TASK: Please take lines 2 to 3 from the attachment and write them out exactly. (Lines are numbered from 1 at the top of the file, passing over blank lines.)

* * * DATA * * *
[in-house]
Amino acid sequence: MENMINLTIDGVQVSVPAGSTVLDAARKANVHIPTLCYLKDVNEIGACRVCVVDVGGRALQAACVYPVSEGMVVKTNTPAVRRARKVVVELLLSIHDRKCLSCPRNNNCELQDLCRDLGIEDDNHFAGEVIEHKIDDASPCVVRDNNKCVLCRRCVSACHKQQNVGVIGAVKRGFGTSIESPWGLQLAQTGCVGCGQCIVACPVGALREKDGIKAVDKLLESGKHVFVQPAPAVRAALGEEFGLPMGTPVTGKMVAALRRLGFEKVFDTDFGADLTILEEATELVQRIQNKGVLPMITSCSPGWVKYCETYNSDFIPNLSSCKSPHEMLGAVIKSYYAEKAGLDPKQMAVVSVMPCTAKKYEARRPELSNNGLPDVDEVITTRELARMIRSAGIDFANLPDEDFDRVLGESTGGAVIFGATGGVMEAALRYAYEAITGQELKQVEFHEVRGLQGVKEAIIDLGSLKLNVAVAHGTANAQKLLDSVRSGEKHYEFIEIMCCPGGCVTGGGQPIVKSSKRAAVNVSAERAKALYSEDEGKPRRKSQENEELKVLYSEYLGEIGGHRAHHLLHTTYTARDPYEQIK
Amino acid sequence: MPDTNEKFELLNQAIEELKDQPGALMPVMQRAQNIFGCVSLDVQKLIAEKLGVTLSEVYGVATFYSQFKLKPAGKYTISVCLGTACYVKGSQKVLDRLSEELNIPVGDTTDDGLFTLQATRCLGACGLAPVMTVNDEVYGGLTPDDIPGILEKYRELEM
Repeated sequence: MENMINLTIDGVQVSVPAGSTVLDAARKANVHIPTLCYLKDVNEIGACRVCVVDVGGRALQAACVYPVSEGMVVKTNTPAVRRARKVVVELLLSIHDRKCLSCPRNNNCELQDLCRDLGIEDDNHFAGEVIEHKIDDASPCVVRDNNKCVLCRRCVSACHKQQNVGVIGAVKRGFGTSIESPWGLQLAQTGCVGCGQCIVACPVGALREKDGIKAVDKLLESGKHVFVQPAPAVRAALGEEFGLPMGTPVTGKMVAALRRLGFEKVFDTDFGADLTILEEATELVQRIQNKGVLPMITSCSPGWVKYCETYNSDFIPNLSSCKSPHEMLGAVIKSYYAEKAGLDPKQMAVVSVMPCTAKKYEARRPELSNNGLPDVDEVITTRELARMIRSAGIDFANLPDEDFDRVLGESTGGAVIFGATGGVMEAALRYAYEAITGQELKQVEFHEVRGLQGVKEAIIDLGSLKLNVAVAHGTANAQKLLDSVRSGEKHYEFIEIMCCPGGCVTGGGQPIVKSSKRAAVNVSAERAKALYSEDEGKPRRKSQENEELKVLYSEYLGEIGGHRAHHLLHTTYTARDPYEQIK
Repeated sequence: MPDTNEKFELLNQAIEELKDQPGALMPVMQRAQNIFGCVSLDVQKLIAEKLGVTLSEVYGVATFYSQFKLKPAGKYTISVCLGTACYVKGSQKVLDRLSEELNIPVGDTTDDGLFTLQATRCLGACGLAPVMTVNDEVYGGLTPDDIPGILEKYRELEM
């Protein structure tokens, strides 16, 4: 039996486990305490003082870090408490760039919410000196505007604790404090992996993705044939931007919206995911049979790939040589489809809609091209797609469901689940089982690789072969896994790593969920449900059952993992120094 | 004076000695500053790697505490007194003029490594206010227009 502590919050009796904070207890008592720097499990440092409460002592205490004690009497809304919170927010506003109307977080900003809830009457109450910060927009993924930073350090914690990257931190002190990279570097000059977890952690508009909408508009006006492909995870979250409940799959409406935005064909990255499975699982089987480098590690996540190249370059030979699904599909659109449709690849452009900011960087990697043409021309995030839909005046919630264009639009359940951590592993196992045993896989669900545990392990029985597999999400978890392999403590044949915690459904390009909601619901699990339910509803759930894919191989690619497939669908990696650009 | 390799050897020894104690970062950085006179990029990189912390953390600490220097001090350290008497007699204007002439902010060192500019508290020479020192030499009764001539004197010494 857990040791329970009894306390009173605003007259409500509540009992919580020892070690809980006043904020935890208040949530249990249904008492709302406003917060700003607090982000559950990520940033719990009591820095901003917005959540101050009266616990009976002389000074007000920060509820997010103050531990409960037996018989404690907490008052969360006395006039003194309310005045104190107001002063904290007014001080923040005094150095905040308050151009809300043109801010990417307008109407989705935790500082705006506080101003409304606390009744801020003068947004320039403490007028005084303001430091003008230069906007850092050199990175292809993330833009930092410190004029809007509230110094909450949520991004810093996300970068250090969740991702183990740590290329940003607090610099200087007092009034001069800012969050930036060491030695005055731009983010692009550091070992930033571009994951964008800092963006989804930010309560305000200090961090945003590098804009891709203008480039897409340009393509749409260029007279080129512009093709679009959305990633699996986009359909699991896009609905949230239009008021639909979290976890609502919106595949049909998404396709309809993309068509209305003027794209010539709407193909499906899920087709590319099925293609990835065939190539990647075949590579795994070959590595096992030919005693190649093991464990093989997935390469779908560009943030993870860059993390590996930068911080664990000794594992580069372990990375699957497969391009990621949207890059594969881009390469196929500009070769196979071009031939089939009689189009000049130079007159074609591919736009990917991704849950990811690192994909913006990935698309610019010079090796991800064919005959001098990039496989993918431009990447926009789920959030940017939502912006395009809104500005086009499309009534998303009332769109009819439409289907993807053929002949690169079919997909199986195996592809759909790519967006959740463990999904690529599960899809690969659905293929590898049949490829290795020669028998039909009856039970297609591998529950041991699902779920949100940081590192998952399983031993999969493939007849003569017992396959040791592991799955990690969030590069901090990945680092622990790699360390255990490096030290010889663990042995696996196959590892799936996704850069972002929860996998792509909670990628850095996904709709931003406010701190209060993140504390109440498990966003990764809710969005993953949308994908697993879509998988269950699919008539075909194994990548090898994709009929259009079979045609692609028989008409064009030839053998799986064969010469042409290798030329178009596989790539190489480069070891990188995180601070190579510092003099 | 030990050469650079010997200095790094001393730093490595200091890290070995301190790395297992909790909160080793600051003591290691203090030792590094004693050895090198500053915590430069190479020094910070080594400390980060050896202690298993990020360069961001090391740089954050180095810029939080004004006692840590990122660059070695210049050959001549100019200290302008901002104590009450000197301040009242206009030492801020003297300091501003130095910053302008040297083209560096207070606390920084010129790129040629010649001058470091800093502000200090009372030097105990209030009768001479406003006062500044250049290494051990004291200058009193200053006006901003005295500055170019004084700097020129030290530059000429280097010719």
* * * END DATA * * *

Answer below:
Amino acid sequence: MENMINLTIDGVQVSVPAGSTVLDAARKANVHIPTLCYLKDVNEIGACRVCVVDVGGRALQAACVYPVSEGMVVKTNTPAVRRARKVVVELLLSIHDRKCLSCPRNNNCELQDLCRDLGIEDDNHFAGEVIEHKIDDASPCVVRDNNKCVLCRRCVSACHKQQNVGVIGAVKRGFGTSIESPWGLQLAQTGCVGCGQCIVACPVGALREKDGIKAVDKLLESGKHVFVQPAPAVRAALGEEFGLPMGTPVTGKMVAALRRLGFEKVFDTDFGADLTILEEATELVQRIQNKGVLPMITSCSPGWVKYCETYNSDFIPNLSSCKSPHEMLGAVIKSYYAEKAGLDPKQMAVVSVMPCTAKKYEARRPELSNNGLPDVDEVITTRELARMIRSAGIDFANLPDEDFDRVLGESTGGAVIFGATGGVMEAALRYAYEAITGQELKQVEFHEVRGLQGVKEAIIDLGSLKLNVAVAHGTANAQKLLDSVRSGEKHYEFIEIMCCPGGCVTGGGQPIVKSSKRAAVNVSAERAKALYSEDEGKPRRKSQENEELKVLYSEYLGEIGGHRAHHLLHTTYTARDPYEQIK
Amino acid sequence: MPDTNEKFELLNQAIEELKDQPGALMPVMQRAQNIFGCVSLDVQKLIAEKLGVTLSEVYGVATFYSQFKLKPAGKYTISVCLGTACYVKGSQKVLDRLSEELNIPVGDTTDDGLFTLQATRCLGACGLAPVMTVNDEVYGGLTPDDIPGILEKYRELEM